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How to reclaim water and turn it into gold

Water is becoming an increasingly scarce resource, with national water rates rising by an average of 9 percent annually.

Coupled with the billions of dollars needed for infrastructure overhauls over the next 20 years, it is likely these rates will continue to skyrocket. With stricter regulatory and environmental constraints compounding these hurdles, our economic future may depend on how we, as entrepreneurs, manage water resources today.

When was the last time you looked at how much water your organization uses? For many, the answer is never. Yet, that single first step -- analyzing consumption and patterns -- can accelerate change by saving millions of gallons of freshwater a year, along with millions of dollars. Measuring and understanding water usage paves the way for the most impactful solution: water reclamation and reuse.

While states such as California are in the process of studying water recycling for potable, or drinking, uses, non-potable reuse already is common throughout the country. Nationwide, about 2,000 communities and more than 60 major power plants use reclaimed water for cooling. In addition, hundreds of college campuses reuse graywater and stormwater for irrigation and toilet flushing.

Here are just a few numbers to think about:

• On average, 45 percent of all campus water use is for non-potable demand and can be displaced with alternative sources of clean, safe water.

• In the industrial sector, up to 75 percent of water use is for non-potable demand, including power, heating, cooling and process requirements.

Considering the millions of gallons of potable water flushed into our heating and cooling systems on a daily basis, it is time to start thinking about water as renewable, rather than as consumable. Through water reclamation, universities, businesses and other organizations can harness an untapped resource and transform what was once a waste into an asset, right on campus.

The first stage in the process is the water footprint assessment (WFA), a preliminary water balance. By breaking down overall water use for a campus, manufacturing facility or office park, the WFA helps identify potential conservation opportunities and the viability of on-site water reclamation and reuse.

After an initial WFA is performed, many organizations opt to move on to a detailed feasibility study to develop a water reclamation strategy and examine the overall economic impact of water reuse. Beyond water reclamation, this study helps lay the groundwork for a master water plan, developing near-term conservation opportunities as well as long-term water management strategies.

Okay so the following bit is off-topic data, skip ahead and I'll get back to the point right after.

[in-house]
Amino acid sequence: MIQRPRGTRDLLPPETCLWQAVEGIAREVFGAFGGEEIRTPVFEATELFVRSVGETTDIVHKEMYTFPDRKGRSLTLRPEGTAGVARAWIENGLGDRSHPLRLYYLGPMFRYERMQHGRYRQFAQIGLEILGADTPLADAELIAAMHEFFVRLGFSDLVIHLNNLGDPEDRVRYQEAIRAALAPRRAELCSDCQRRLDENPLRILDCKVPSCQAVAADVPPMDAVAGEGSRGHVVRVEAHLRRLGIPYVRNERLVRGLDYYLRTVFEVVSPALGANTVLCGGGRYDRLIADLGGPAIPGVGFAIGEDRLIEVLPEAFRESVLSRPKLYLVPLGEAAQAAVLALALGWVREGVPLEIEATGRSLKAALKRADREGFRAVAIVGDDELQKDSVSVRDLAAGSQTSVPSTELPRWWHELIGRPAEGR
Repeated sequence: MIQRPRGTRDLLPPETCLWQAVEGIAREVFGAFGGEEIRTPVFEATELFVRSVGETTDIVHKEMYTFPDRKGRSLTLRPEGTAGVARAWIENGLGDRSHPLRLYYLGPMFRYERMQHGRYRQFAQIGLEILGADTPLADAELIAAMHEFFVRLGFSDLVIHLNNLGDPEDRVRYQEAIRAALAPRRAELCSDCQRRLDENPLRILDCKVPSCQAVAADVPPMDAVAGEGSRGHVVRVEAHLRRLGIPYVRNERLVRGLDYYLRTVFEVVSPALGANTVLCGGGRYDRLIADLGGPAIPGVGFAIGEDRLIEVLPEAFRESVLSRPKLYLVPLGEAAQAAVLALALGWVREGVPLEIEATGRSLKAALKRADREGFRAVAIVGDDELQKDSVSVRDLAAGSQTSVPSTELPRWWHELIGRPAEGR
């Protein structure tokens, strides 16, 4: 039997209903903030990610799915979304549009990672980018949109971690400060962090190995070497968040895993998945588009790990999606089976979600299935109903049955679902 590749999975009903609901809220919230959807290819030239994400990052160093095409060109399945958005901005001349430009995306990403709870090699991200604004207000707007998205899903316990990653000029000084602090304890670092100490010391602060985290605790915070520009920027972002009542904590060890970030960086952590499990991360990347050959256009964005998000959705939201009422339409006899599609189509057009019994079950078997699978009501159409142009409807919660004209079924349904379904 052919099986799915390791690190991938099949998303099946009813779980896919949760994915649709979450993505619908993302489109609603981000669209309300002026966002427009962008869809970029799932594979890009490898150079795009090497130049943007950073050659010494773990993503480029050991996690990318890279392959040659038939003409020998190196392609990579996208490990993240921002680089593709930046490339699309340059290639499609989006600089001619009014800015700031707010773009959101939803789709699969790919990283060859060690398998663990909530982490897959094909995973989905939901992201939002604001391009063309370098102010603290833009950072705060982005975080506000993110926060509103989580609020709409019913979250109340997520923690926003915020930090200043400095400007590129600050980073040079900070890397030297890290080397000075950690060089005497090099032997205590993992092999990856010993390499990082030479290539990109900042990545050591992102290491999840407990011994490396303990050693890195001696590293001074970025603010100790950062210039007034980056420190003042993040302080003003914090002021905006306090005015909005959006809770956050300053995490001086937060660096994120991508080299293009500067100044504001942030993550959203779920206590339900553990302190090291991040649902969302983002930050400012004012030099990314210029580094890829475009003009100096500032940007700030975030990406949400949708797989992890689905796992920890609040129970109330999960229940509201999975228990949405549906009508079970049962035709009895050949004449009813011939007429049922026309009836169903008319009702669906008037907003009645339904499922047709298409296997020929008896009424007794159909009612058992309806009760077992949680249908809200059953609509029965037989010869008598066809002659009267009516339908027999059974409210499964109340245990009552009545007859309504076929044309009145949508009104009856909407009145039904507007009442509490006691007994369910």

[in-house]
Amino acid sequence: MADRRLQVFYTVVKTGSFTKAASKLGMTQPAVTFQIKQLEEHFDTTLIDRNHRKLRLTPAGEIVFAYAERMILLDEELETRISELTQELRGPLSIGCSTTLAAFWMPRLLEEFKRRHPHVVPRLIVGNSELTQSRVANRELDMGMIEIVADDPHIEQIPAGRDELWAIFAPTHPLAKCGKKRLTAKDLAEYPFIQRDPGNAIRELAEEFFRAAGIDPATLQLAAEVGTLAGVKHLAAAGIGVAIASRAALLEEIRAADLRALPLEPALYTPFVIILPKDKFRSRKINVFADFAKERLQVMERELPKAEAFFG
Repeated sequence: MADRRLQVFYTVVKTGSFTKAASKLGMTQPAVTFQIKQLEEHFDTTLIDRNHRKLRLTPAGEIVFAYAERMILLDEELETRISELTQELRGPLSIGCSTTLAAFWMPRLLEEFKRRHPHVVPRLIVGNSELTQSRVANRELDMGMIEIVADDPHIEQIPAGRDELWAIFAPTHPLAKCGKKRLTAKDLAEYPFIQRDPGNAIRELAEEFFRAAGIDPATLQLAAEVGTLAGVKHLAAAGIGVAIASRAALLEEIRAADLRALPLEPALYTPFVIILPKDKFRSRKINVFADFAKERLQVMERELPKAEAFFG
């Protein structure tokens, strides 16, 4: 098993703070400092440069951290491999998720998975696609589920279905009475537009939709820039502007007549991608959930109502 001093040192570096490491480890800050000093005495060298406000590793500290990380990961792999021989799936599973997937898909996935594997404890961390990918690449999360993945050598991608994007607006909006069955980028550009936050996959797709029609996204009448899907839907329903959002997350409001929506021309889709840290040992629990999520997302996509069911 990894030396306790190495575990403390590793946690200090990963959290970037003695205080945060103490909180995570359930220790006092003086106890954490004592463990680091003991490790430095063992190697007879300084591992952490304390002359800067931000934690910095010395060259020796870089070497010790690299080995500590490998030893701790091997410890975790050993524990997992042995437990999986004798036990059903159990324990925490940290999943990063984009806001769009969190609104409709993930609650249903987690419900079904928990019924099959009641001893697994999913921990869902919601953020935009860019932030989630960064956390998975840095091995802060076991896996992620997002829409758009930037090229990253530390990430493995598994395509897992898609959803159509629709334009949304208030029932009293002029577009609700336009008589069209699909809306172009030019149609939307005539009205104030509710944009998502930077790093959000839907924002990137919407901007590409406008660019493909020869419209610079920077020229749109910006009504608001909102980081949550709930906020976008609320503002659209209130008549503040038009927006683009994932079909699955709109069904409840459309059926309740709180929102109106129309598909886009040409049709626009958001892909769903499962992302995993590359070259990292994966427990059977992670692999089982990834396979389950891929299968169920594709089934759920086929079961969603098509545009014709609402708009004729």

A unique financing arrangement called the water purchase agreement (WPA) helps qualifying entities make reclamation and reuse possible. Similar to a power purchase arrangement, a WPA is a financing vehicle used to build turn-key water reclamation systems at no capital expense to the end user. Water savings incurred by the project are used to pay off the cost of the facility over time, with the end-user receiving substantial savings beginning in the first year. A WPA can take many forms. It can be set up as a performance contract, a design-build-operate contract or even an operating lease.

Case study: A university in the southeast

A theoretical mid-size university in the southeast, located in a water-stressed urban area, may have seen rates rise dramatically over the past decade, with no end in sight. A total annual water demand of around 400 million gallons -- 38 percent of which is made up of utility process water and irrigation -- prompts the university to take forward-thinking steps to ensure a lasting, sustainable future for their campus.
A Sustainable WaterHub reclamation facility. Source: Sustainable WaterThrough a WPA, the university can maintain guaranteed pricing for 20 years by installing a reclamation and reuse facility on campus. The innovative ecology-based facility would satisfy nearly all of the university's non-potable demand, while allowing for growth and providing insulation from rising rates and water availability issues. The benefits extend outside the campus and into surrounding areas as the university works in partnership with community water and sewer authorities, reducing its burden and enabling for growth without increasing reliance on an overtaxed municipal system.

Water reclamation enables clear cost savings linked to discounted water rates, reduced potable water intake and reduced sewer fees. Substantial operational benefits include de-risking operations by localizing an alternative water supply source during drought and protecting against mandatory municipal water conservation programs. There are multiple environmental advantages, such as a decrease in water being diverted from ecosystems, less wastewater discharge and improved net energy efficiency resulting from treating water onsite. On campuses, student engagement is possible at all levels of the study, from awareness to possible internship opportunities.

Above all, assessing the water footprint of a campus or business provides an overall perspective, along with a customized, holistic solution, which can save millions of gallons in a way that is profitable and environmentally responsible.

Gold water drop image by Jezper via Shutterstock.

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